Zimbabwean President Emmerson Mnangagwa addresses a celebration marking the nation's 38th independence anniversary at the National Sports Stadium in Harare, Zimbabwe, April 18, 2018. Zimbabwean President Emmerson Mnangagwa on Wednesday led the nation in commemorating the 38th independence anniversary, five months after he took over power from former President Robert Mugabe. (Xinhua/Shaun Jusa)
by Gretinah Machingura
HARARE, April 18 (Xinhua) -- Zimbabwean President Emmerson Mnangagwa on Wednesday led the nation in commemorating the 38th independence anniversary, five months after he took over power from former President Robert Mugabe.
Mnangagwa said the independence celebrations, the first in post-Mugabe era, were historic as they came under a new political dispensation.
"This year's celebrations have a renewed significance as they are the first under the new dispensation. The first in a new Zimbabwe," he said in an address to a capacity crowd gathered at the National Sports Stadium in Harare to commemorate the Day.
Mnangagwa rallied Zimbabweans both at home and abroad to unite in rebuilding the country's economy ruined by years of Western sanctions and mismanagement.
"Together we are embarking on a new journey of nation building irrespective of creed, language, age, religion or political persuasion. I call on all Zimbabweans both at home and abroad to proudly celebrate the past and boldly stride forward arm-in-arm towards a brighter future," the president said.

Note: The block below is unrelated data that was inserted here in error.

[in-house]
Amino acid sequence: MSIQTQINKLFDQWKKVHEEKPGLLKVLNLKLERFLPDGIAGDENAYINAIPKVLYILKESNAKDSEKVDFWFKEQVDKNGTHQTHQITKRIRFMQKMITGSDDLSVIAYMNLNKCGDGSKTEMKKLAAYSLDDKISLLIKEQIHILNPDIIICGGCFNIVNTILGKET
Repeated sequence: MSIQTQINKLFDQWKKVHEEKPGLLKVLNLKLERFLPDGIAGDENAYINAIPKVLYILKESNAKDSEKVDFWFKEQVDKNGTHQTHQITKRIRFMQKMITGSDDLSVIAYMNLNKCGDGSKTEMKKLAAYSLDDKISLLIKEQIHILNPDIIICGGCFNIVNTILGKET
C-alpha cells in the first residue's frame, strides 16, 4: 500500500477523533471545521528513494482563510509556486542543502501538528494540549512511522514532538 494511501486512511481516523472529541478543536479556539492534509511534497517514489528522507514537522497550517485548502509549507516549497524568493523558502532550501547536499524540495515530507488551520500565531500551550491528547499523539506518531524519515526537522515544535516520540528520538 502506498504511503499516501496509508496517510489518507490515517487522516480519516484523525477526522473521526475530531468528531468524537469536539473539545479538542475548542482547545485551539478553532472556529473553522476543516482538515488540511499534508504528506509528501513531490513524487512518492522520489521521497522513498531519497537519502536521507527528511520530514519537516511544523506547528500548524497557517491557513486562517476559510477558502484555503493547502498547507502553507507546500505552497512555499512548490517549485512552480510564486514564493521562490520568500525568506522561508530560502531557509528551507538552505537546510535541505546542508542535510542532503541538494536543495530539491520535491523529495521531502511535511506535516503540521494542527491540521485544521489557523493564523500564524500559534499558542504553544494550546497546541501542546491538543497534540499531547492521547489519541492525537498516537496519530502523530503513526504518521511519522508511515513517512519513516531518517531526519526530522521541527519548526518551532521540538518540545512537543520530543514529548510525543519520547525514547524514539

He acknowledged that the country's 38 years of independence from colonial power Britain had been fraught with challenges, mistakes and missed opportunities.
To achieve economic prosperity, Mnangagwa said his administration was pursuing a transformation agenda anchored on investment-led economic recovery, infrastructure development, job creation, poverty reduction and respect for rule of law.
The government had also set out to make Zimbabwe a middle-income economy by 2030 through increased investment and broad-based empowerment, he said.
The president reiterated his resolve to build a corruption-free Zimbabwe, saying his administration had since established two anti-corruption courts in Harare and Bulawayo, with plans to set up more at provincial centers.
Bolstered by the goodwill and huge investment commitments the new administration continues to receive from the international community, Zimbabwe was poised for an economic boom, he added.
He said his government will vigorously pursue efforts to harness the country's agriculture, mining, tourism and manufacturing sector potential to propel economic growth, expected at 4.5 percent in 2018, up from 3.7 percent in 2017.
Mnangagwa acknowledged the continued cash crisis in the economy and appealed for the nation to be patient as government responds with various measures.
He said the cash crisis will not be resolved overnight.
The president reiterated his call for political parties to avoid all forms of violence as the nation gears for elections set for mid-year.
The independence celebrations ran under the theme "Zimbabwe at 38: Social Economic Restoration and International Re-engagement."